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Hot trend in cold storage: Spec-space real estate (with video)

A builder and industrial developer discuss a fast-growing market along with cold-storage automation at FreightWaves’ Cold Chain Summit

Building speculative space in traditional industrial warehousing has been a long-standing market segment, but it’s relatively new in the cold storage world and both real estate developers and design-build companies are positioning to take advantage.

“I will tell you that the amount of interest from developers and other investors – even developers that were in something other than industrial real estate – [they] see the allure of cold storage and want to get in and build spec freezer/cooler buildings,” said David Sours, senior vice president for CBRE Food Facilities Group, part of commercial real estate giant CBRE, during a fireside chat Friday during the FreightWaves Cold Chain Summit.

He added, however, that “caution is probably the word. You need to have a building that can match the historical and hopefully future demand for freezer and cooler space within a given market and realize that these buildings are three to four times as costly as building a dry warehouse. You also want to have solid underwriting if you’re going to move in that direction. It’s a speculative bet that you don’t want to be guessing on.”

On the construction side, John Atcheson, president of ARCO Design/Build for the company’s Houston and Salt Lake City divisions, has seen a significant shift in the cold storage spec market over the past 12 months.

“We’ve had a tremendous amount of interest, not only from the capital side but from traditional developers of big box distribution that are looking at this space as well,” Atcheson said. But because of the complexities around cold storage warehousing, building on spec in the cold-storage sector can also be a difficult concept as opposed to building in the traditional distribution world, he said.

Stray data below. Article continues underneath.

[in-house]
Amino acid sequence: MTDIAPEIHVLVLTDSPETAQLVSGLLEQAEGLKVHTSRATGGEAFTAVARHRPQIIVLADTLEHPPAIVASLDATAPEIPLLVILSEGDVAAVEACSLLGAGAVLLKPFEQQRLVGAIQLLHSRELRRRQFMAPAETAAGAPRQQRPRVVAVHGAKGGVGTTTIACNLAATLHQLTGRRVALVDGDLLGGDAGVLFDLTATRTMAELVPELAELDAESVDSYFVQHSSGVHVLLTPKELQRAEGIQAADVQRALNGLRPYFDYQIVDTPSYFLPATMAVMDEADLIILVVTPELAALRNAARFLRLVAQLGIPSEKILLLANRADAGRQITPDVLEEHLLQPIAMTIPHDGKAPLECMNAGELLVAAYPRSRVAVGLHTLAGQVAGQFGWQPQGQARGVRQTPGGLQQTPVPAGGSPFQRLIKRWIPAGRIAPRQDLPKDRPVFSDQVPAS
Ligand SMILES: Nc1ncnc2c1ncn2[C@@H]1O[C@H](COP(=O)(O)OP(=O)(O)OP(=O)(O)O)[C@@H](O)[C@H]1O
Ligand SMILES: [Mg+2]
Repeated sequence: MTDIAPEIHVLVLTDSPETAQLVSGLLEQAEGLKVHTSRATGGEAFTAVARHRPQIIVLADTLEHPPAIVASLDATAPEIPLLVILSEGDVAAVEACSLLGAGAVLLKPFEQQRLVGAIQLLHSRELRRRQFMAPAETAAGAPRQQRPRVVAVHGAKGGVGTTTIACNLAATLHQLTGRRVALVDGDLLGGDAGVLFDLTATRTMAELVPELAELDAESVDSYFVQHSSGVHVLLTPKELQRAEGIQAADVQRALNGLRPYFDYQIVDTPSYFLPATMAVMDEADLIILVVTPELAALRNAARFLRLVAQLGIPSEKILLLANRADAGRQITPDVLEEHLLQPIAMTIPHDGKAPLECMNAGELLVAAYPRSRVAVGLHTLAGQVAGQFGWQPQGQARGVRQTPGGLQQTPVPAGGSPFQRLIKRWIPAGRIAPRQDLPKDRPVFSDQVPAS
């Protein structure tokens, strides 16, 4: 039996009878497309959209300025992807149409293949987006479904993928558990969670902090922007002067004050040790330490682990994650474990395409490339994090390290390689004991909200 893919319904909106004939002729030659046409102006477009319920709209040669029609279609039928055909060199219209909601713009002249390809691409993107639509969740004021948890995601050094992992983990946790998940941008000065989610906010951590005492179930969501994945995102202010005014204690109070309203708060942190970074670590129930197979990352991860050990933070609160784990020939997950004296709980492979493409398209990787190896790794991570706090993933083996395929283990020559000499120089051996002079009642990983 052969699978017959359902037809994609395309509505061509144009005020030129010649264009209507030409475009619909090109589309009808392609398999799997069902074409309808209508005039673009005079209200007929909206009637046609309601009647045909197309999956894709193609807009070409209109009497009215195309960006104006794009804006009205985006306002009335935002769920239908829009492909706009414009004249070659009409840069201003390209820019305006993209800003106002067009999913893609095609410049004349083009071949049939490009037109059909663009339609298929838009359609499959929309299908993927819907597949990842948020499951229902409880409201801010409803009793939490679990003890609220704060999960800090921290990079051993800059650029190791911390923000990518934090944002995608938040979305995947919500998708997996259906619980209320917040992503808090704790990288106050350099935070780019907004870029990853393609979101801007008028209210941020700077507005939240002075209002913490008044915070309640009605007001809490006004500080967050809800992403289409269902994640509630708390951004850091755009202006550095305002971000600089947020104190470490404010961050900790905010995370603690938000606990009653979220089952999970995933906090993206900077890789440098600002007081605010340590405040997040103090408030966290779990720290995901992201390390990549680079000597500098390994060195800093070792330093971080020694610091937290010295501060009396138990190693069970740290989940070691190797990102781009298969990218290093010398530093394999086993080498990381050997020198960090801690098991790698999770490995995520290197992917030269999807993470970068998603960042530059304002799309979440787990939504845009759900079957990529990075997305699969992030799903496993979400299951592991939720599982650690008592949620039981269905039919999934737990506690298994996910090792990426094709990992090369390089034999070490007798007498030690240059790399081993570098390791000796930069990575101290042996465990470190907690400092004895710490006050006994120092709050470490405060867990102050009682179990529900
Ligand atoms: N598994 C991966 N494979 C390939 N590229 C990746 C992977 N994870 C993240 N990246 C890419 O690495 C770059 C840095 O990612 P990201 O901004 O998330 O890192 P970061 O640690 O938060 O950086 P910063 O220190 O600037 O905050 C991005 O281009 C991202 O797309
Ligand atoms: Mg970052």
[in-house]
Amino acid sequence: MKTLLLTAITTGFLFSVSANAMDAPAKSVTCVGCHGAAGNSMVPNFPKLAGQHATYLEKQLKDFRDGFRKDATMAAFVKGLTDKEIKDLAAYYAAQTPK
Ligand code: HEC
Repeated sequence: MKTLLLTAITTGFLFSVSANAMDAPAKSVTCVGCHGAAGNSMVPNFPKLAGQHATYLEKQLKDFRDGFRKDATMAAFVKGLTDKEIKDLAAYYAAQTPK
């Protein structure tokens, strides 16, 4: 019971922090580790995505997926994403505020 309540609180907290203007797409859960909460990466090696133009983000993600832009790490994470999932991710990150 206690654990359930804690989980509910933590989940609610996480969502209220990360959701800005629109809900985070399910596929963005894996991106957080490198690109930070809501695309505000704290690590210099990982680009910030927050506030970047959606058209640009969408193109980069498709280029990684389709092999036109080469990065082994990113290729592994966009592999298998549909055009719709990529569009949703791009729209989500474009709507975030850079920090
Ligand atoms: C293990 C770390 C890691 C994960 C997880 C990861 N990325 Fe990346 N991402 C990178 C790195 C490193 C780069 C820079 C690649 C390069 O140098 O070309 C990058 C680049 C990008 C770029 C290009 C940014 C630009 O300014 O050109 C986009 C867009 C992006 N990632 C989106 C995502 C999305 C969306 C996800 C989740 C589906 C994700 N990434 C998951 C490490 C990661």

“I think some people will get it right, I think some will get hurt in this space. It’s all about having the right team in place that understands what needs to go in these buildings and how to angle yourself properly.”

Pandemic effect

Cold-storage real estate saw significant shifts over the last eight months as the effects of the pandemic spread up and down the supply chain.

“During the pandemic, people have changed the way that they acquire food,” Sour said. “We’ve seen a shift from institutional food that was packaged and made to go to convention centers, sports arenas, large-scale events that ended up sitting in the freezers at large refrigerated warehouses because the demand wasn’t there and everything just kind of stopped.”

Click on arrow above for fireside chat video.

A lot of the food manufacturers – where they had the ability to do so – switched from institutional packaging to retail, he said. “It was an overall shift and that really changed the way companies used their freezer and cooler space. They really had to adjust on the fly.”

Atcheson said the construction side also witnessed a lot of pivoting as clients reassessed the market – but cold storage has remained resilient throughout, he noted.

“The situation will continue to evolve, but we’re excited – we’ve got a lot of projects that are pedal to the floor right now and we’re going to continue to adapt to help our clients get through this.”

Automation in cold-storage warehousing and real estate has tended to lag behind technology advances going on in dry distribution – but it’s catching up, according to Sours and Atcheson.

Automation wave

“We’re seeing more automated systems in Europe and we’re starting to adapt to them here as well,” Atcheson said. He pointed out that automated storage and retrieval systems (AS/RS), a type of warehouse automation designed to store and retrieve product and inventory on demand, is starting to gain traction in cold storage.

“AS/RS is becoming bigger, as long as you can provide the up-front capital and you’re doing a lot of turns in a warehouse,” he said.

Sours commented, “We’ve had users talk to us about being able to accommodate a movable rack and other sorts of pick systems and conveyors that is all very cutting edge.” 

However, he added, “you certainly need to have a lot of time to develop those systems. In some cases, you’re building the building around the technology, rather than putting the technology in the building. So it’s a longer decision-making process and more capital intensive and really requires proper planning.”

John Gallagher

Based in Washington, D.C., John specializes in regulation and legislation affecting all sectors of freight transportation. He has covered rail, trucking and maritime issues since 1993 for a variety of publications based in the U.S. and the U.K. John began business reporting in 1993 at Broadcasting & Cable Magazine. He graduated from Florida State University majoring in English and business.